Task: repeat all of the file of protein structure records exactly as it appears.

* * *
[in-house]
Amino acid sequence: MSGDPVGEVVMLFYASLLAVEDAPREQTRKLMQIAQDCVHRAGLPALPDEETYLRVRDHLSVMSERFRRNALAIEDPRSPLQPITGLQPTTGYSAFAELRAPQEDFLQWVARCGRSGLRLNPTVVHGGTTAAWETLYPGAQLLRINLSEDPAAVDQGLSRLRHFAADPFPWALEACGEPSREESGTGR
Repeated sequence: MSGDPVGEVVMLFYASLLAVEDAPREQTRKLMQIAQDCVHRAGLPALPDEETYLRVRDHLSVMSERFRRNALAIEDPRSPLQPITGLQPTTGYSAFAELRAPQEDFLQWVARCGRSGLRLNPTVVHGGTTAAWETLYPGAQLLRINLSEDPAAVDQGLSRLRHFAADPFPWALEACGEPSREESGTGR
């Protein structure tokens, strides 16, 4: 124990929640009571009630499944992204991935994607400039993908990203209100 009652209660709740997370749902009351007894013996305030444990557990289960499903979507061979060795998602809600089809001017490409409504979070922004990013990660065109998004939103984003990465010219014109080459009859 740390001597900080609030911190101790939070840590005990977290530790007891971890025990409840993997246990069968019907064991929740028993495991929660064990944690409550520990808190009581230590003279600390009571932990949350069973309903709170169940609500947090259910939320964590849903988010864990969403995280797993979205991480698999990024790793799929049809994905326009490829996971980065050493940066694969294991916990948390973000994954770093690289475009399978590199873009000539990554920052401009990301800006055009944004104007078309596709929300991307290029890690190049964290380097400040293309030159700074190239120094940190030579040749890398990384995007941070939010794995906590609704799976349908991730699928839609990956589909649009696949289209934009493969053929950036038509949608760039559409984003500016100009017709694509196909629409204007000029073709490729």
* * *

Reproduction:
[in-house]
Amino acid sequence: MSGDPVGEVVMLFYASLLAVEDAPREQTRKLMQIAQDCVHRAGLPALPDEETYLRVRDHLSVMSERFRRNALAIEDPRSPLQPITGLQPTTGYSAFAELRAPQEDFLQWVARCGRSGLRLNPTVVHGGTTAAWETLYPGAQLLRINLSEDPAAVDQGLSRLRHFAADPFPWALEACGEPSREESGTGR
Repeated sequence: MSGDPVGEVVMLFYASLLAVEDAPREQTRKLMQIAQDCVHRAGLPALPDEETYLRVRDHLSVMSERFRRNALAIEDPRSPLQPITGLQPTTGYSAFAELRAPQEDFLQWVARCGRSGLRLNPTVVHGGTTAAWETLYPGAQLLRINLSEDPAAVDQGLSRLRHFAADPFPWALEACGEPSREESGTGR
């Protein structure tokens, strides 16, 4: 124990929640009571009630499944992204991935994607400039993908990203209100 009652209660709740997370749902009351007894013996305030444990557990289960499903979507061979060795998602809600089809001017490409409504979070922004990013990660065109998004939103984003990465010219014109080459009859 740390001597900080609030911190101790939070840590005990977290530790007891971890025990409840993997246990069968019907064991929740028993495991929660064990944690409550520990808190009581230590003279600390009571932990949350069973309903709170169940609500947090259910939320964590849903988010864990969403995280797993979205991480698999990024790793799929049809994905326009490829996971980065050493940066694969294991916990948390973000994954770093690289475009399978590199873009000539990554920052401009990301800006055009944004104007078309596709929300991307290029890690190049964290380097400040293309030159700074190239120094940190030579040749890398990384995007941070939010794995906590609704799976349908991730699928839609990956589909649009696949289209934009493969053929950036038509949608760039559409984003500016100009017709694509196909629409204007000029073709490729």